Stratton Lumber

The Stratton Lumber mill yard sprawls across 85 acres in the village of Stratton, at the southwestern tip of Flagstaff Lake. It processes millions of board feet of softwood construction lumber annually.

General Manager Jed Whiting said a typical week sees about 100 log trucks coming in and another 90-100 going out with finished product, in addition to 100 trucks with residual material from milling. “We need to get different streams of product where they need to be, efficiently. Both incoming and outgoing trucks,” said Whiting. “We need to create an environment that allows everybody to do their work in most efficient way possible.”

Wayne Messer of AVCOG/Maine MEP worked with Stratton Lumber to develop a new workflow for the lumber yard based on lean manufacturing principles, with half the cost paid by the Center’s grant program.

“When we implement the plan, it will allow us to increase our production,” said Whiting. “Our goal is to more efficiently manage our current level of business and to increase in the future without increasing our acreage.”

Stratton Lumber sources all its spruce and fir from local loggers and its own log yards throughout New England. The nearly 400 weekly truck loads going in and out of the mill are run by owner-operators and truck brokerages, so the mill’s economic impact flows far across the region.

“If we increase production at the planer mill, it’s good for everybody,” said Whiting. “Being able to do this project has given us interest and insight into how we can implement more lean procedures in other parts of our facility. We’re inspired to use these methods elsewhere.”

Katahdin Cedar Log Homes

With 82 employees, Katahdin Cedar Log Homes in Oakfield is the second largest employer in southern Aroostook County, and owner David Gordon understands that many people beyond his own family depend on the success of his business.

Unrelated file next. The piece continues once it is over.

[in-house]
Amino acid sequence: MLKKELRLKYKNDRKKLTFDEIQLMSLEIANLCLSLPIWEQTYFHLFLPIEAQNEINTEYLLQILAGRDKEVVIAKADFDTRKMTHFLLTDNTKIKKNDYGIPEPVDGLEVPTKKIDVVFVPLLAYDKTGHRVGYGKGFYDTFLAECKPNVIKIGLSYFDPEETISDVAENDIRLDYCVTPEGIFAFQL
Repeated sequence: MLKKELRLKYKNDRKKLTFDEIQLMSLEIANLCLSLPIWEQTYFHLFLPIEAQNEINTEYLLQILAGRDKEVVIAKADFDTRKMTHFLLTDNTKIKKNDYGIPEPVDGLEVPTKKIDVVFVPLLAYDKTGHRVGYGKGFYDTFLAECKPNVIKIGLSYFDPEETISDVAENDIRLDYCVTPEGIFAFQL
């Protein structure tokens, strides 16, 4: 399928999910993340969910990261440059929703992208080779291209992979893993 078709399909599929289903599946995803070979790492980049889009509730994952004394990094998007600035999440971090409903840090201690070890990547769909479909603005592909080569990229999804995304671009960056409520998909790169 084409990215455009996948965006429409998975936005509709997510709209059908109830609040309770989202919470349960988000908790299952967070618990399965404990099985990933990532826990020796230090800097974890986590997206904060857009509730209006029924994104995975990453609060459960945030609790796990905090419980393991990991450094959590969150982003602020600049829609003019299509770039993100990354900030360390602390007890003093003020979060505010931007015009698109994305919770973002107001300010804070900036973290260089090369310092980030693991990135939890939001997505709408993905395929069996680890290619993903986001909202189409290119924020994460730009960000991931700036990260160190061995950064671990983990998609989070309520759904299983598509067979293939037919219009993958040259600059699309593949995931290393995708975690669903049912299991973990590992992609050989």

The Center has helped Gordon with two projects, first funding experts to help him with an efficiency plan for a new sawmill, and later working with him on a succession plan for the business. Dave Redmond also helped connect the company to new outlets for the cedar residuals that come from manufacturing.

“The Center understands how important these mills are to the region,” said Gordon. “Dave has helped me tap into new markets because of his contacts throughout New England. It’s very helpful to have his level of industry knowledge.”

Gordon’s father established the family business in the 1970s, and Gordon is planning now for the transition to his own son, Gabe, who lives 250 miles away in Berwick, Maine. Jim McHugh of McHugh & Company is helping develop a multi-year succession plan to reorganize company leadership and transition to Gabe Gordon’s eventual management. “We’re learning what the pitfalls have been for others,” said David Gordon. “We’ve got our radar up so we won’t make the same mistakes. We’ve got to have the proper people in place, and really understand the financial ramifications of our decisions.”

The Center has assisted several other companies in Maine, including Duratherm Window Corporation, where lean manufacturing improvements and strategic planning that helped position the company for sale to Pella Windows; Maine Wood Concepts, where organizational development work helped the company expand through acquisition of a line of gourmet kitchen products; and Thos. Moser, where a lean manufacturing project increased efficiency at the manufacturing facility in Auburn.